Guest View II
Last year, the Pennsylvania General Assembly passed, and Gov. Tom Wolf signed Act 44, which establishes the Safe2Say Something program in each of the more than 500 school districts in Pennsylvania.
The explanation and training involved with this program began in mid-January, and the goal is to have every district on board within the next several months.
The program is already paying dividends. On Jan. 17, Hazleton police say a 14-year-old student was apprehended after threatening gun violence at the district’s elementary-middle school.
Less than two hours after receiving the tip, police were at the boy’s home where they found a loaded .45-caliber handgun.
S2SS is an anonymous reporting system that overlays the 911 emergency call to give an extra level of protection to students and staff.
Overseen by the state Attorney General’s office, the program is intended to recognize danger signs from those who may be at risk of hurting themselves or others and to allow those who might be familiar with what is going on to report anonymously this information through the S2SS app, website or round-the-clock crisis center hotline.
This program is a partnership with Sandy Hook Promise, a nonprofit organization formed after the school shootings at Sandy Hook Elementary School in Newtown, Connecticut, in 2012, that resulted in the deaths of 20 students and six adults.
This program has tremendous promise. Any reasonable steps we can take to head off school shootings or other calamities within our schools are worthwhile.
Your first reaction might be: Won’t there be a lot of false alarms that cause disruptions to the learning process and the day-to-day activities that encompass school life?
There are ways to hold pranksters accountable, just as when they call in fake bomb or other threats. The key to this program is its ability to save lives and prevent injuries to possibly hundreds of innocent victims.
If there are a few unverified or inaccurate tips, I don’t see this as a deal-breaker.
I can’t stress enough the app does not take the place of 911 but is an extra form of safety. The app is free. It can be downloaded for Android or Apple users. The website is safe2saypa.org.
According to Attorney General Josh Shapiro’s office, here is how the program works: A tip is submitted through the app, website or crisis center hotline (844-SAF2SAY) (844-723-2729). The tip is evaluated to gather further information, then delivered to the affected school district and local law enforcement agencies.
They assess the alleged threat and intervene with the involved individual or group. After the case is closed, the school district must keep a record of the incident.
The key is to train those receiving the tips to ensure there is enough information to act upon, establish two-way anonymous dialogue with tipsters to get missing information, categorize the tip into whether it is a life-safety or non-life-threatening event to prioritize its seriousness, and, finally, send the information to the affected school district and law enforcement authorities.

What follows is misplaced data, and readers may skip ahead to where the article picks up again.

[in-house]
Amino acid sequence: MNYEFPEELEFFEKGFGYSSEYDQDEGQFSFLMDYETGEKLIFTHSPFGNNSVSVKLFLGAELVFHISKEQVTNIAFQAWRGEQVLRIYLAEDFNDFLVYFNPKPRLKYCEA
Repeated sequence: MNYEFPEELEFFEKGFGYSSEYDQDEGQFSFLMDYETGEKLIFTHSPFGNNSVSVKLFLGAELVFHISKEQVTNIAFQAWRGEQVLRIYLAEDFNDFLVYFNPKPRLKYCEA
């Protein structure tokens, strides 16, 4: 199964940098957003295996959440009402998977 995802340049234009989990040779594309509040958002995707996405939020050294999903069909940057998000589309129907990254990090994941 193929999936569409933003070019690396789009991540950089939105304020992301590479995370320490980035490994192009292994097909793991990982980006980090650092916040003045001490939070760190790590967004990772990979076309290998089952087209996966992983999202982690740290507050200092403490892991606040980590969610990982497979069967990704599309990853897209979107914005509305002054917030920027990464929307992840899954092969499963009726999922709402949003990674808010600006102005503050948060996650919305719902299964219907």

This platform allows two-way dialogue with tipsters and makes it possible to see screen shots of the reported threats or suspicious activity that has been posted online.
Each public, private and charter school district is expected to name a lead coordinator to supervise training and a three- to five-member team that is responsible to receive and act upon tips.
This team also will be responsible for maintaining and sustaining S2SS in a long-term relationship with Sandy Hook Promise, which will support local efforts. Adoption of the program will mean that “everyone is speaking the same language,” said Nicole Hockley, who founded Sandy Hook Promise after her son, Dylan, died in the Sandy Hook shootings.
Since the program involves one app and one universal training program, it is basically a one-size-fits-all approach to the problem of school safety.
Those who are at-risk of hurting others or themselves will often show signs or signals before acting. When you don’t know what to look for, it is easy to miss signs or dismiss them as unimportant. Doing so can result in tragic consequences.
This is why we are all encouraged to say something if we hear or see something that looks or sounds off or raises red flags. Your actions can save lives.
Nearly 3.5 million people have taken the Sandy Hook Promise, in which they promise to do all that they can to “protect children from gun violence by encouraging and supporting solutions that create safer, healthier homes, school and communities.”
Editor’s note: Bruce Frassinelli is Bruce Frassinelli is a former newspaper editor and currently a contributor to the opinion page of the TIMES NEWS, our sister daily newspaper.